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1933 Keizo Shimada Japanese Manga Pictorial Map of the World

世界パノラマ大地圖 / World Panorama Daichi Sakai. - Main View

1933 Keizo Shimada Japanese Manga Pictorial Map of the World


A uniquely Japanese combination of 'Kawaii' and military expansionism.



世界パノラマ大地圖 / World Panorama Daichi Sakai.
  1933 (dated)     29.75 x 42 in (75.565 x 106.68 cm)     1: 38000000


A remarkable 1933 Japanese issue pictorial map of the world drawn by Keizo Shimada (島田啓三). Centered on the Japanese Empire, which is highlighted in Red and includes both Taiwan and Korea, this map extends to cover the world with the exception of the Atlantic, which is only minimally addressed. The map presents a delightful array of vignettes intended to illustrate regional culture, flora, and fauna. Some of the images, despite being unbearably 'kawaii' are decidedly not politically correct, such as the rather intimidating looking Indian Chief in the Rocky Mountains. Despite the map's playful nature, Japan had already begun its grab for power in East Asia and the military aspect of the map is clear. Japanese destroyers patrol the western Pacific just as American destroyers stand watch on the Pacific Coast and in Hawaii. War was coming.
Publication History and Census
This map is quite rare. It was published as a free insert in the December 1933 issue of Japan Youth Club or Shonen Club, a monthly boys' magazine that was issued by Yasutarō Satō (佐藤保太郎) from 1914 to 1946. We have been able to identify only one other example housed in the David Rumsey Collection.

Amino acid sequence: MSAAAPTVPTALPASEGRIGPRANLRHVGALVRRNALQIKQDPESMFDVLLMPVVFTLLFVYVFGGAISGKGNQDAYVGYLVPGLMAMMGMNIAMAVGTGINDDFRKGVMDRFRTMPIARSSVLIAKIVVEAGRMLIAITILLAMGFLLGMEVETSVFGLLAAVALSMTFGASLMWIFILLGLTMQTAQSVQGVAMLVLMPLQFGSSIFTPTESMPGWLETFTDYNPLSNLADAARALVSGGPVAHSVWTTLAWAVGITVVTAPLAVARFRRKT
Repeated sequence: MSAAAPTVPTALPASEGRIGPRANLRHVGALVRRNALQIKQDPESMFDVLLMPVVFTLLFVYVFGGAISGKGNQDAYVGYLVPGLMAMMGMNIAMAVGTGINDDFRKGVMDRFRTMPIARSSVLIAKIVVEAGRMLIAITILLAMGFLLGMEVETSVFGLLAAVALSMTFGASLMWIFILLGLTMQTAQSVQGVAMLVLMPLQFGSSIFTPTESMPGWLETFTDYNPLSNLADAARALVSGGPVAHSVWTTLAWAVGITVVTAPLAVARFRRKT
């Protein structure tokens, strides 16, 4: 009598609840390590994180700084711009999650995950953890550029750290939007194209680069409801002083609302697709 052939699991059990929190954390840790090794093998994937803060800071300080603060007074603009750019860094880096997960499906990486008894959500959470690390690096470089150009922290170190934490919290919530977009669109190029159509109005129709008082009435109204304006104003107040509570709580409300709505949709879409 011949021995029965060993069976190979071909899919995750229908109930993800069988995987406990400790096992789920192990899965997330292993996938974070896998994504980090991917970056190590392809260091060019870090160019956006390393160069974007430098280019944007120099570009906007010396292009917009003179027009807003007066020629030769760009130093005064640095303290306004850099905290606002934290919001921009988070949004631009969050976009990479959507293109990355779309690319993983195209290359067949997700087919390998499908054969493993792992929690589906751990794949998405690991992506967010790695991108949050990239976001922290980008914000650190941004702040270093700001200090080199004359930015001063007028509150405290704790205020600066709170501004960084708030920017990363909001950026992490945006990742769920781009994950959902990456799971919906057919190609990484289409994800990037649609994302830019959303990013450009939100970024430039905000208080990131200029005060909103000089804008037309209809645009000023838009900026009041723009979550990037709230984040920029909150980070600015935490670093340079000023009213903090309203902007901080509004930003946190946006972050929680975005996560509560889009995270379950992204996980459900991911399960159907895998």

Keizo Shimada (May 3, 1900 - 1973, 島田啓三) was an early Japanese mangaka or cartoon artist. Keizo was born in Tokyo and notable for being almost entirely self taught. He created 'The Adventures of Dankichi' ('Boken Dankichi') for Shonen Club in the 1930s, which was one of the most popular Japanese comics during World War II, because it imparted a dream of easy wealth. It told the story of a boy, who shipwrecks on an island in the South Pacific with his mouse, and becomes chief of the natives. Shimada was often criticized after the War because his comics often justified Japanese aggression.

Yasutarō Satō (March 5, 1893 – March 7, 1977) was a Japanese educator active in Tokyo during the Taisho and Showa Eras. Yasutarō Satō (加藤隆四郎). During and just prior to World War II he worked with the Japanese Youth Club, which published several important manga maps of East Asia. After the war Yasutarō became a professor at Tokyo University of Education and later, the the Senshu University.


Good. Map laid down on archival tissue. Minor repairs on old fold lines.


Rumsey 10043.001. OCLC 1020976471.